The future of AI in finance doesn't look like ChatGPT

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Bradley Webb UX Research Analyst
3min read

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The AI revolution is reshaping financial services with the force of a category-five hurricane. The seismic shifts it’s creating are palpable, with generative AI standing at the forefront of this transformation.

A recent survey of 56 U.S. financial services executives showed that 42% are planning to increase their AI investment by at least 50%. Meanwhile, the predicted annual growth for AI in financial services across the Middle East is 20-34%. These are just sample stats to demonstrate the unrivalled momentum the technology has across the industry right now.

AI is clearly here to stay, but what will the advancements look like for fintech in the immediate future?

"The real game-changer in fintech is not merely the blend of AI into financial products—it's the sheer power behind it."

AI's unstoppable march on financial services

In the U.S., Public's Alpha chatbot, powered by OpenAI's GPT-4, exemplifies the AI wave. Offering real-time and historical market data through a conversational interface, Alpha is a beacon of the future, signalling the end of traditional market analysis tools as we know them. Across the globe, financial giants are scrambling to integrate AI into their operations, with Wells Fargo, Cleo, and Emirates NBD being prime examples of financial brands incorporating AI and chatbots into their products.

But here's where I draw the line in the sand: the real game-changer in fintech is not merely the blend of AI into financial products—it's the sheer power behind it.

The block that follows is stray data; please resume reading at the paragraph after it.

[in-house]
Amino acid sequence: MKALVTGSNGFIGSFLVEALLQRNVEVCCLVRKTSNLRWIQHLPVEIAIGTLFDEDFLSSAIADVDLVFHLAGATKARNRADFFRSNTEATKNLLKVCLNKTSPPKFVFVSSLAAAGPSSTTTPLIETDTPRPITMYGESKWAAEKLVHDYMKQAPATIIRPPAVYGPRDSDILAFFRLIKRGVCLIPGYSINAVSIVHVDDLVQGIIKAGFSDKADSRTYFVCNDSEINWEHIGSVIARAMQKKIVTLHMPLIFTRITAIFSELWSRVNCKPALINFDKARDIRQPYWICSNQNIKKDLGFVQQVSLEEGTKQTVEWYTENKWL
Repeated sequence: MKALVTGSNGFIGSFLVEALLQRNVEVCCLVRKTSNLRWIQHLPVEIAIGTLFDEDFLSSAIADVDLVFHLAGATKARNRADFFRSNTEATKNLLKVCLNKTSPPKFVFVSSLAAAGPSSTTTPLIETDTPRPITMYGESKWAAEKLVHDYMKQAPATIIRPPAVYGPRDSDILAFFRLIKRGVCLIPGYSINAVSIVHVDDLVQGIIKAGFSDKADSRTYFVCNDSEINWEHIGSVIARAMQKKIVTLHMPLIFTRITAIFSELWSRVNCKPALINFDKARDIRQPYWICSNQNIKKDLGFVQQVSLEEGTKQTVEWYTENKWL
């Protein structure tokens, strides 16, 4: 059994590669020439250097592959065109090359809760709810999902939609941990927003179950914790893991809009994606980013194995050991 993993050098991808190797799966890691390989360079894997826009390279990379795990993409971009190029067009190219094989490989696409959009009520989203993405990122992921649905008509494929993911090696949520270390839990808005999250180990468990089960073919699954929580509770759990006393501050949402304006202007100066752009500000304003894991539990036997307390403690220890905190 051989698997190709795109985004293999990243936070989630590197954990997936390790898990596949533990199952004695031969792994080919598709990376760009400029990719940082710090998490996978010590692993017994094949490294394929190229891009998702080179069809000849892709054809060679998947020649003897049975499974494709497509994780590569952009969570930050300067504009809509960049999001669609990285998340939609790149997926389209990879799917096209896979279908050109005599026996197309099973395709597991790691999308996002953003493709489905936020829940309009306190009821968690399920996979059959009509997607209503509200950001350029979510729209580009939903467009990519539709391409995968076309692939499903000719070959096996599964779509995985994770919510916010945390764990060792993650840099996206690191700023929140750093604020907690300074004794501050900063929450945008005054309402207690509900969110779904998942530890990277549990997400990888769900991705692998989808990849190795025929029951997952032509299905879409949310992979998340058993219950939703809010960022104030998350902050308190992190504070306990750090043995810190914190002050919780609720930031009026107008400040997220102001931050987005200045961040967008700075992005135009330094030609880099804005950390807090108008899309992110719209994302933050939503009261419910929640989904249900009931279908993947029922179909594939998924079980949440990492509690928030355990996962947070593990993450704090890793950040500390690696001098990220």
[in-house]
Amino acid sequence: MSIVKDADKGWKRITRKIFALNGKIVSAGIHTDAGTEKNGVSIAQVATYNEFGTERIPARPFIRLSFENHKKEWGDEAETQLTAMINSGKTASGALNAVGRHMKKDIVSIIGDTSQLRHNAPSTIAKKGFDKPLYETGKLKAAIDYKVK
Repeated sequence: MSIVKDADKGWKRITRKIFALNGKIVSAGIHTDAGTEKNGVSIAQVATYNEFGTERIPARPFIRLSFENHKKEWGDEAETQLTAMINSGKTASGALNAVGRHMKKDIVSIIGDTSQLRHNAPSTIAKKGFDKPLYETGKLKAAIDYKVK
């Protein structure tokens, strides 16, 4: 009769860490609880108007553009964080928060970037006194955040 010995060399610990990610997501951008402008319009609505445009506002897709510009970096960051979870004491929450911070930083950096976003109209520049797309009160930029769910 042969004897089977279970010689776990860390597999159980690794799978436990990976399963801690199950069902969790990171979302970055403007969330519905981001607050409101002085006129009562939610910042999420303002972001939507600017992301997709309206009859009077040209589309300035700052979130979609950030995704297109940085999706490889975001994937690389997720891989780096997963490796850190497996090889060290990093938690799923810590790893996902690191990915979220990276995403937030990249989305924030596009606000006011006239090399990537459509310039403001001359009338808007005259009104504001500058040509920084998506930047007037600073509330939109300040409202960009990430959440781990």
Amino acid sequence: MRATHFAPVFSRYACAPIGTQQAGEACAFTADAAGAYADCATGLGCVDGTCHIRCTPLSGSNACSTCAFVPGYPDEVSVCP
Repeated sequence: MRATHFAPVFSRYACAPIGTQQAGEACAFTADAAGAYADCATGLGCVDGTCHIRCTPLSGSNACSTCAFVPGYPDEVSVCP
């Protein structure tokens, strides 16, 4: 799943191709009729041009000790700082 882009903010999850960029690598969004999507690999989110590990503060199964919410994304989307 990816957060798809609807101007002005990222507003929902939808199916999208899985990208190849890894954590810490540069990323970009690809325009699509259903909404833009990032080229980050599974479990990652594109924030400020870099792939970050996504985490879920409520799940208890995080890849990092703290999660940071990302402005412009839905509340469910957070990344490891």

This conversation pivots us towards the crucial distinction between Large Language Models (LLMs) and their less complex counterparts, Small Language Models (SLMs). LLMs, with their staggering billions, even trillions of parameters, have ascended to celebrity status within the community. These are the powerhouses behind many of fintech's most sophisticated chatbots, with Alpha standing out as a prime example. Take, for instance, ChatGPT-4, boasting over 1.2 trillion parameters.  

Think of parameters as the building blocks of AI's understanding and generating capabilities. Each parameter contributes to the model's ability to grasp nuances, process information, and generate responses that are increasingly indistinguishable from those a human might produce. In essence, the leap to LLMs like GPT-4 signifies a monumental advancement in these models' sophistication, enabling them to tackle a broader array of tasks with greater accuracy and nuance than ever before.

But as we peel back the layers, it becomes glaringly apparent that more is not always synonymous with better. 

The LLMs' Achilles Heel

Yes, LLMs like GPT-4 are impressive, but integrating them into fintech comes with significant challenges:

  • Data requirements and privacy concerns: LLMs thrive on vast datasets, which can be a mismatch for the niche, sensitive nature of financial data. Additionally, outsourcing AI solutions raises significant data privacy and security concerns, given the sensitive information handled by financial institutions, potentially handcuffing banks to tech giants in an uncomfortable embrace.
  • Cost and dependency: The sheer scale of LLMs translates to substantial computational power and maintenance costs. Dependency on third-party LLM providers also introduces potential risks and costs, particularly as these models grow more complex.

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SLMs: The Unsung Heroes